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Vikings vs. Saints Preview: Requiem, Not Revenge

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Adrian Peterson returns to Minnesota in a different uniform, but it isn’t a “revenge game.” Will AP’s new team or old team start the season with a win on Monday?

NFL: Baltimore Ravens at New Orleans Saints
Adrian Peterson will dip back into US Bank Stadium on Monday night.
Derick E. Hingle-USA TODAY Sports

’Tis but thy name that is my enemy;
Thou art thyself though, not a Montague.
What’s Montague? It is nor hand, nor foot,
Nor arm, nor face, nor any other part
Belonging to a man. O! Be some other name:
What’s in a name? That which we call a rose
By any other name would smell as sweet;

These days, when it comes to Adrian Peterson, my mind often wanders to this famous passage from Act II of Shakespeare’s Romeo and Juliet. Why, you might ask? Well, for those of you that don’t already know, it’s sort of awkward to explain. Especially knowing what we know now.

My oldest daughter was born in 2013. Although she started preschool last week, it seems like only yesterday I was holding her in the hospital, wearing my Vikings zip-up sweatshirt over my mock-vintage Vikings t-shirt.

I remember exactly what I was wearing that day because of what a momentous day it was for both myself and the Vikings.

My daughter was born just hours before the 2013 NFL Draft. A draft that was supposed to change the fortune of the Minnesota Vikings for years to come. After all, they had snagged three first round picks that night—Sharrif Floyd, Xavier Rhodes, and Cordarrelle Patterson. I was 100% convinced that those three players would help form a promising foundation and save Leslie Frazier’s career!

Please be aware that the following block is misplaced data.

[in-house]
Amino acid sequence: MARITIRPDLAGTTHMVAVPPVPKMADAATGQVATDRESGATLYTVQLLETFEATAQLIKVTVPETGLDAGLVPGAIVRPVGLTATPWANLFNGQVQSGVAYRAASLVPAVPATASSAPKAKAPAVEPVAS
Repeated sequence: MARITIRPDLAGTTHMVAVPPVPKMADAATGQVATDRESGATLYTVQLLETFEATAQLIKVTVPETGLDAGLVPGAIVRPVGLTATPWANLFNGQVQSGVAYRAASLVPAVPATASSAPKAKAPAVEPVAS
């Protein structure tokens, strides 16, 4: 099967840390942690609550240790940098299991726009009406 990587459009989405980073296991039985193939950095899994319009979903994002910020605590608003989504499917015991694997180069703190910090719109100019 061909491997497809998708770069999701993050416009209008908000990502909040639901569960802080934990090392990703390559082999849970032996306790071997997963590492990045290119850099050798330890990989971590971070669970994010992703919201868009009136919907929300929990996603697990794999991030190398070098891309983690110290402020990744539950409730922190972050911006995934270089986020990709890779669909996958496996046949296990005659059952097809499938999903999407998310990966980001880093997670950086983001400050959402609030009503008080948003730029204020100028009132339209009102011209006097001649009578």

Whoops.

At least Rhodes panned out like we had hoped, right? Unfortunately, that was only the second most erroneous Vikings-related premonition I had that season.

A couple months before that fateful draft day, I woke up kind of giggling to myself one morning. My wife asked what was up. I explained that I had remembered a funny dream, which was a rarity for me.

I asked, “You know how we have the first name picked out for our little girl, right?”

“Yeah...”

“Well I had a dream that we had picked her middle name.”

Her interest was piqued. “Really? Do you remember what it was?”

“We were watching a Vikings game, and in my dream you said you liked Adrian for her middle name. As in...Adrian Peterson.”

My wife laughed it off. But after thinking about it for a few seconds, she said, “You know, I actually don’t hate it.”

And the rest was history.

Double whoops.

Of course this was the year before...that...happened with Adrian Peterson. In retrospect, perhaps giving my daughter a middle name that coincides with the name of a player that would later strike his own child with a switch to the point of bleeding wasn’t the greatest idea.

(Ya think, Captain Obvious?!)

Look, I’m not about to turn my Week 1 preview into a Burn Book on AP now that he’s no longer a member of my favorite team. Yes, some of the things that Peterson did and said off the field during his time in Minnesota were indefensible. But when he was between the lines—an event that was much too scarce in his final years with the Vikings—Adrian Peterson remains one of the greatest running backs the game of football has ever seen. His combination of God-given ability and relentless work ethic often gave him the aura of a real-life superhero. Of course, like so many quasi-protagonists in television and film these days, we learned about his darker side. It made us question why we were rooting for him at all.

I truly believe that AP usually means well and deep down isn’t a bad person. He’s just incredibly egotistical and tone deaf on a lot of issues, especially in this over-analyzed and hyper-sensitive age. Peterson is someone that probably could have benefited greatly from both saying and hearing the word "no" more times in his adult life.